I’ve had an on-again, off-again relationship with photography in my life. We discovered each other in college, and like many young loves, we burned bright for a while, exploring the streets of Boston, then burned out.
She’s an expensive habit, and developing roll after roll of film and making print after print (yes, I’m dating myself – now get off my lawn, whippersnapper) was tough to do on a young reporter’s salary.
We’d have brief dalliances now and then – on a vacation to St. John, we spent a steamy week with huge starfish and the ruins of sugar mills. In Alaska, we had a close encounter with a bear.
During those dark ages (pre-Facebook, pre-Twitter), I actually had to be in the same room with people I showed my photos to. That usually meant that any feedback I got came with something of a grain of salt – most people are generally kinder when you’re face-to-face with them, and these were people I knew.
When it comes to art – I often end up thinking of myself as more of a mechanic than an artist. That’s mostly because of experiences in the real job – making things run smoothly and on time is a valuable trait.
But two things have let me explore my artistic side more – buying a digital SLR, and discovering Flickr.
I’ve only scratched the surface of Flickr, even after four years as a pro member. There are so many groups, so many discussions and so much knowledge – it’s an almost overwhelming source of inspiration and knowledge. It’s a social network without (most of ) the obnoxious political commentary and with a lot more mind-blowing brainwork.
Using Flickr to plan trips has been invaluable – some of my favorite images from Banff and Maui came from inspiration I found on Flickr – seeing where people have been and what ideas they had, wondering how I can build on them, and reading how people dealt with different situations.
And, being able to bring my photos to a wider audience has been tremendously rewarding. I’m sure this is the same for users of Picasa, Smugmug, and other services – but I’ve used several of these, and I haven’t found one that matches Flickr for ease of use and breadth of community.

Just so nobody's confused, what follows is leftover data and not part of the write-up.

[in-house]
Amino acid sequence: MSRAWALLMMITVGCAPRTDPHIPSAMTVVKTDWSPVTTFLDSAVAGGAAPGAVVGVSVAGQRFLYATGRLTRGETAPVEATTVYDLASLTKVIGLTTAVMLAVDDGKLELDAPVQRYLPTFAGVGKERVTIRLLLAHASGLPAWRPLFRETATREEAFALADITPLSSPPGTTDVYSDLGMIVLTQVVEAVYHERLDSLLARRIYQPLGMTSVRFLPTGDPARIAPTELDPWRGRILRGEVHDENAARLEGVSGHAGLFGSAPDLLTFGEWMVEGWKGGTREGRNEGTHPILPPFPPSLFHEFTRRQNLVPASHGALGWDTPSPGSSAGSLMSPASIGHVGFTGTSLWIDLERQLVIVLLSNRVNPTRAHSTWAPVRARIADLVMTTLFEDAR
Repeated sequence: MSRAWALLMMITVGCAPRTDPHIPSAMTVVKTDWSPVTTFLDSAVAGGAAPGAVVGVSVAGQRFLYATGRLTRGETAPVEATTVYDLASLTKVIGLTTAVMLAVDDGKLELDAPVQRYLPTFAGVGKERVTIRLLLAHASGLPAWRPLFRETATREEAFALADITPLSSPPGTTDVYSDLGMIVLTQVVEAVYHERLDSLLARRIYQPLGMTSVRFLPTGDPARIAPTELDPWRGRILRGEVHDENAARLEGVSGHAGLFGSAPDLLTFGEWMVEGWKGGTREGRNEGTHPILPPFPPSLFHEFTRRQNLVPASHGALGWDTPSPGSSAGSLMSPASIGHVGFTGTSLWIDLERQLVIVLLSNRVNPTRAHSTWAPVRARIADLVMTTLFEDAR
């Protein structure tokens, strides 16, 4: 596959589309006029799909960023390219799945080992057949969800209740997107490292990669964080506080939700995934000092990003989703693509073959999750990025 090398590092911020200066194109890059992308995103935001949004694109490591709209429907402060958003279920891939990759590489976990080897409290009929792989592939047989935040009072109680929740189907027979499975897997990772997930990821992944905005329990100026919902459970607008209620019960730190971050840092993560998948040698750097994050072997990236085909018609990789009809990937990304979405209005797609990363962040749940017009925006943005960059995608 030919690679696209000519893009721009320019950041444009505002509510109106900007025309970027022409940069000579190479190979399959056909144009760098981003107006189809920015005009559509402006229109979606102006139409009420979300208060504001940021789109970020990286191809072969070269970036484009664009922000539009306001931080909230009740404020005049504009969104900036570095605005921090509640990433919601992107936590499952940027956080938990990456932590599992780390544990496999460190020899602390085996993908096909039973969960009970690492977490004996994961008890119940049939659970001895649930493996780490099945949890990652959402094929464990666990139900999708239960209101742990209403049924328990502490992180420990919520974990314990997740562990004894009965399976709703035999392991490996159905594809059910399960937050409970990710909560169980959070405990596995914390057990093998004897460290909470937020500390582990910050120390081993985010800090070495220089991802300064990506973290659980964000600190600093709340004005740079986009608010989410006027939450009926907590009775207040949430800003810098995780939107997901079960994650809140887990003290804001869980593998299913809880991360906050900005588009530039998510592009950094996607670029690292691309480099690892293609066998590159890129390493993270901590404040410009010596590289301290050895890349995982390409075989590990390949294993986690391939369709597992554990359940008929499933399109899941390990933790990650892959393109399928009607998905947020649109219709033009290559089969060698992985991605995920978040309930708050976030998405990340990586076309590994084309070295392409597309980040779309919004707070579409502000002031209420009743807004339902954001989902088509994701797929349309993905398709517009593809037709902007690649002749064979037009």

I’m going to mark 50,000 photo views this week, and I can’t imagine sharing my photos with that many people without Flickr.
It also offers a good dose of humility – no matter how great a photo I think I’ve taken, I know there’s one photo that will be more popular.
Allow me to explain.
I’ve never met Amalie Benjamin.
I’ve seen her on TV, of course, and have read her work for years in the Boston Globe, first covering the Red Sox then on different assignments. I follow her on Twitter for her observations about the Boston sports scene. She’s a rarity – a Boston sportswriter who doesn’t overindulge in hyperbole and sarcasm.
The one time I saw her in person was at a Red Sox game against the Rangers in Arlington – she and then-NESN TV spokesperson Heidi Watney were doing a pre-game segment.
Armed with my shiny new DSLR, I was taking pictures of the players in pre-game workouts. I took one frame of Benjamin and Watney together and threw it up on my Flickr account with the other photos from the game.
It’s not anyone’s definition of a great photo, and it’s not particularly flattering to either subject – I thought it was just something different to add to the pregame shots.
It’s gotten almost 5,000 of my 50,000 photo views.
Humility, thy name is Amalie.